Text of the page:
Nominated for 7 Oscars in 2003 including best film & cinematography, won 3 – best director, actor, adapted screenplay (Ronald Harwood).

Rating: 54%

‘A Short Film About Killing’

The crucial role that fate plays in our lives is of particular interest to Polish director Krzysztof Kieslowski (Three Colours Red, Three Colours Blue, Three Colours White). Had the unpleasant Warsaw taxi driver (Jan Tesarz) not left the waiting couple behind, the likelihood is that he would not have become the victim of a seemingly senseless murder.

Cold and calculating, Jacek (Miroslaw Baka – Spring 1941, Amok) strangles his victim. There appears to be no motive. Certainly not one his young lawyer, Krzysztof Globisz, can ascertain. The murder itself – on a quiet country lane on the edge of the city – is long, drawn out and harrowing. Unlike Jacek’s execution, found guilty as he is by the courts. That’s over quickly and without fuss – but it’s equally harrowing.

A Short Film About Killing spends little time on the process of justice. This is no elongated thriller or police investigation. Kieslowski is instead interested in the meaninglessness of both deaths – the murder, the retribution. There is no remorse, no melodrama – even the potential for courtroom dramatics is circumvented. It’s more psychological, metaphysical. Shot in autumnal and wintery hues, unsettling camera work and occasional abrasive editing add to a deep sensation of uncertainty and unease.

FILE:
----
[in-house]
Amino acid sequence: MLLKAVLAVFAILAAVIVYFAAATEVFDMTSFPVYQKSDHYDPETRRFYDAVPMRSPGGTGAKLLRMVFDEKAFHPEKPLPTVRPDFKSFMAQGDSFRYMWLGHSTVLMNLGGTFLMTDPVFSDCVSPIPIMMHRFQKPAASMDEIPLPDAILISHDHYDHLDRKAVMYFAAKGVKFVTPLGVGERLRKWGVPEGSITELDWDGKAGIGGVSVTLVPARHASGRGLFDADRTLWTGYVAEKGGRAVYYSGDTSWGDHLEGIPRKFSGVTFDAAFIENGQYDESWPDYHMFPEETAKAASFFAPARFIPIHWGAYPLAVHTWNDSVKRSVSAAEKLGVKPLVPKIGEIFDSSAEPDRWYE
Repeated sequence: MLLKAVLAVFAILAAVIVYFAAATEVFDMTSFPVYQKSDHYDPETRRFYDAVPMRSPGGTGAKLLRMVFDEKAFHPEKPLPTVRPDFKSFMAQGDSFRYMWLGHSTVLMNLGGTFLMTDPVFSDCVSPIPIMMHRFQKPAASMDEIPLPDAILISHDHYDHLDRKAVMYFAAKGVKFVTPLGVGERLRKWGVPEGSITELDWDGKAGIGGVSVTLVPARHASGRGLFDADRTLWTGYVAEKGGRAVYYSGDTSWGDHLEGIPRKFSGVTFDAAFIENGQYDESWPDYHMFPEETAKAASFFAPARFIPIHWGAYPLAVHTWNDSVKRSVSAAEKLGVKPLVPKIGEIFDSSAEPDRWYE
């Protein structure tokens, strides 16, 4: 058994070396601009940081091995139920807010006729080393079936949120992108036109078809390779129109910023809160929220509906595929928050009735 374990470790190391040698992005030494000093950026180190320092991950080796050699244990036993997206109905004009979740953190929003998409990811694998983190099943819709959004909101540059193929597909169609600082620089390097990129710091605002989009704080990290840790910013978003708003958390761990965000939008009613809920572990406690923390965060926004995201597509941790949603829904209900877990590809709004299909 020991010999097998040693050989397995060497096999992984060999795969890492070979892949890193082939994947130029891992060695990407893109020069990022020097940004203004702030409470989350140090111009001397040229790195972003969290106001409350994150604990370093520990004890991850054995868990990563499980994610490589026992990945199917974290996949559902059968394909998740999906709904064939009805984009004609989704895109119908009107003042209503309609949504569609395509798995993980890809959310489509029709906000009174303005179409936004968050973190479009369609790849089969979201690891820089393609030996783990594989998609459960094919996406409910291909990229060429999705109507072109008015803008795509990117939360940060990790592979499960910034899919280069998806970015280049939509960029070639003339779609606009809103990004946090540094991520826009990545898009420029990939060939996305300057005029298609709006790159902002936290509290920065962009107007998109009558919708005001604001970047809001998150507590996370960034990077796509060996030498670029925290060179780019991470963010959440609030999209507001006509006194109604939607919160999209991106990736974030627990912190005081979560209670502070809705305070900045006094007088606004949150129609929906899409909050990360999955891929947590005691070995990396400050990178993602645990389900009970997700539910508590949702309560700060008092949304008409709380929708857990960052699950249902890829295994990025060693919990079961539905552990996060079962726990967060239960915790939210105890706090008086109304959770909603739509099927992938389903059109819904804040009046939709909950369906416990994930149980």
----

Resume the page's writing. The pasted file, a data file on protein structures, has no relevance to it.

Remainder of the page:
Rating: 83%

Best of Year (2019 – Female Performance)

Not a particularly good year for film in general and 2019 certainly saw a paucity of standout female performances on film (although a few excellent streaming TV series offset some of that). And as mentioned in a previous article, having missed the Melbourne Film Festival, my ‘film count’ for the year was considerably lower than in previous years.

But, top five female performances (with Jessie Buckley in Wild Rose just missing out) for 2019 were:

5: Jennifer Lopez: Hustlers
4: Scarlett Johansson: Marriage Story
3: Joanna Kulig: Cold War
2: Renee Zellweger: Judy
1: Nicole Kidman: Destroyer

A renaissance for Jennifer Lopez and her supporting role in Hustlers as a group of upmarket strippers decide to turn the tables on their Wall St clients. As the queen bee of the group, Lopez is deeply impressive.

It’s been a good year for Scarlett Johansson – Jojo Rabbit, Avengers Endgame (as well as an uncredited cameo in Captain Marvel) which has seen a whole slew of award nominations. Stand-out performance is Marriage Story, the intense Noah Baumbach drama about the breakdown of a marriage.

Seen very early in the year, Cold War and Joanna Kulig picked up a number of awards in the previous year – including Kulig’s European Film Award for best actress. The black and white shot film is an impossible tragic love story – a sad ballad of time and place where a magnificent Joanna Kulig sings her way to fame in 1950s Poland. 

Renee Zellweger collected the Golden Globe for her performance in Judy and the Oscar is hers to lose. The film itself isn’t great but Zellweger’s heartbreaking star turn injects life into an engaging yet by-the-book biopic.

A somewhat unsung performance from Nicole Kidman in Destroyer, however, tops my list for the year. Kidman’s intractability and so out-of-character unpleasantness as a police detective, a train-wreck of an alcoholic prone to violence and off-the-rails behaviour struggles with colleagues and her estranged daughter.  It makes for a mesmerising two hours with a star turn from Kidman.

Best of Year (2019 – Film)